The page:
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Book Chapter

Large-volume volcanic edifice failures in Central America and associated hazards

By
Lee Siebert
Lee Siebert
1
Smithsonian Institution, Global Volcanism Program, National Museum of Natural History MRC-119, Washington, D.C. 20013-7012, USA
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Guillermo E. Alvarado
Guillermo E. Alvarado
2
Sismológia y Vulcanología, Instituto Costarricense de Electricidad, Apdo. 10032-1000, San José, Costa Rica
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James W. Vallance
James W. Vallance
3
U.S. Geological Survey, Cascades Volcano Observatory, Bldg. 10, Suite 100, 1300 SE Cardinal Court, Vancouver, Washington 98683, USA
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Benjamin van Wyk de Vries
Benjamin van Wyk de Vries
4
Laboratoire Magmas et Volcans, Observatoire de Physique du Globe, Université Blaise Pascal, Clermont-Ferrand, France
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Published:
January 01, 2006

Edifice-collapse phenomena have, to date, received relatively little attention in Central America, although ∼40 major collapse events (≥0.1 km3) from about two dozen volcanoes are known or inferred in this volcanic arc. Volcanoes subjected to gravitational failure are concentrated at the arc's western and eastern ends. Failures correlate positively with volcano elevation, substrate elevation, edifice height, volcano volume, and crustal thickness and inversely with slab descent angle. Collapse orientations are strongly influenced by the direction of slope of the underlying basement, and hence are predominately perpendicular to the arc (preferentially to the south) at its extremities and display more variable failure directions in the center of the arc.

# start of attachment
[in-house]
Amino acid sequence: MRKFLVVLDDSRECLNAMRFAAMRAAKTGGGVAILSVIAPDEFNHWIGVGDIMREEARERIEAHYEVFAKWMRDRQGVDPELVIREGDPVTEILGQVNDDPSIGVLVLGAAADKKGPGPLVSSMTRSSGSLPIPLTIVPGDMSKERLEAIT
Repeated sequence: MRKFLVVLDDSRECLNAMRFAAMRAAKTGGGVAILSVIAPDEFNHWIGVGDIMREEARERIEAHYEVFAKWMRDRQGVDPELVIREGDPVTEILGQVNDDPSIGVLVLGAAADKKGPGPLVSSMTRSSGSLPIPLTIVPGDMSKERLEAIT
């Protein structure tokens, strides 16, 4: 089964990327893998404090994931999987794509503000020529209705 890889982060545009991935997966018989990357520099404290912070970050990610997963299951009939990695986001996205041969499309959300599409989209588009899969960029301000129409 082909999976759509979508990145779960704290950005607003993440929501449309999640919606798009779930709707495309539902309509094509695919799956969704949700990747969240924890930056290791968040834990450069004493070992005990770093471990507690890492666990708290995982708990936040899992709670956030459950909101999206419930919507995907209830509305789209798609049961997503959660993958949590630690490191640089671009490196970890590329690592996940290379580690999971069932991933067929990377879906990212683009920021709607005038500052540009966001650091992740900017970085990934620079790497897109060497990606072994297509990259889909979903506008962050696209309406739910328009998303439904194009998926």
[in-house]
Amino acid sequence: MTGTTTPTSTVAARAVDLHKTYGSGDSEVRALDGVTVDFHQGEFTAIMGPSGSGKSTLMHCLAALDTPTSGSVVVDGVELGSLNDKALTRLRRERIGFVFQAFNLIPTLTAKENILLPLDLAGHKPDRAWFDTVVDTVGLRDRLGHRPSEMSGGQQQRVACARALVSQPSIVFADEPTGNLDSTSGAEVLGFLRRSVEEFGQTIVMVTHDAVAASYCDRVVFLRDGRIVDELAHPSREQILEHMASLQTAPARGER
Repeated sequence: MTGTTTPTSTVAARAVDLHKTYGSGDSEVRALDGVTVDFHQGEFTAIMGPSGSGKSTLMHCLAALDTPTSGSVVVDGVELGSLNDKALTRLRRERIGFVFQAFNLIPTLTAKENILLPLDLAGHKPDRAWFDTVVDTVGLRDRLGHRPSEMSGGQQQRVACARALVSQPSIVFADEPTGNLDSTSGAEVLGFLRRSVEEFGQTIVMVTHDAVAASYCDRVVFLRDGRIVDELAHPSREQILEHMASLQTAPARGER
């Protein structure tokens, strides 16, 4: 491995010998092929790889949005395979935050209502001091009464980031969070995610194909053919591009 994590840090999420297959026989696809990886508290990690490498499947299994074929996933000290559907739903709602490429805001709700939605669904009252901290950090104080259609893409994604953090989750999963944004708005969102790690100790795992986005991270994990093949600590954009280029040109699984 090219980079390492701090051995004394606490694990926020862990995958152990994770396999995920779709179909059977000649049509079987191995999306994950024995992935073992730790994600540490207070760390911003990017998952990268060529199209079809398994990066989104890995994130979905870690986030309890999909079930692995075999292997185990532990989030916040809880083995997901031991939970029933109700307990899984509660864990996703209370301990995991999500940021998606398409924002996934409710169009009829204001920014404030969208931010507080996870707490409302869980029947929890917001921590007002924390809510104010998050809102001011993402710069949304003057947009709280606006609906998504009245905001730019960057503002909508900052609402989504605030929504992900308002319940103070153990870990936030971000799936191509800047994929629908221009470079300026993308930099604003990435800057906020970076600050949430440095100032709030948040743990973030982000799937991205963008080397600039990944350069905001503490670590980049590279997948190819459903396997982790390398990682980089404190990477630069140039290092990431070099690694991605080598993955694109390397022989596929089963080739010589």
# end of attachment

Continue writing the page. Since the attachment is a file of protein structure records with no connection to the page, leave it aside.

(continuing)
The frequency of collapse events in Central America is poorly constrained because of the lack of precise dating of deposits, but a collapse interval of ∼1000–2000 yr has been estimated during the Holocene. These high-impact events fortunately occur at low frequency, but the proximity of many Central American volcanoes to highly populated regions, including some of the region's largest cities, requires evaluation of their hazards. The primary risks are from extremely mobile debris avalanches and associated lahars, which in Central America have impacted now-populated areas up to ∼50 km from a source volcano. Lower probability risks associated with volcanic edifice collapse derive from laterally directed explosions and tsunamis. The principal hazards of the latter here result from potential impact of debris avalanches into natural or man-made lakes. Much work remains on identifying and describing debris-avalanche deposits in Central America. The identification of potential collapse sites and assessing and monitoring the stability of intact volcanoes is a major challenge for the next decade.

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Contents

GSA Special Papers

Volcanic Hazards in Central America

William I. Rose
William I. Rose
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Gregg J.S. Bluth
Gregg J.S. Bluth
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Michael J. Carr
Michael J. Carr
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John W. Ewert
John W. Ewert
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Lina C. Patino
Lina C. Patino
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James W. Vallance
James W. Vallance
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Geological Society of America
Volume
412
ISBN print:
9780813724126
Publication date:
January 01, 2006

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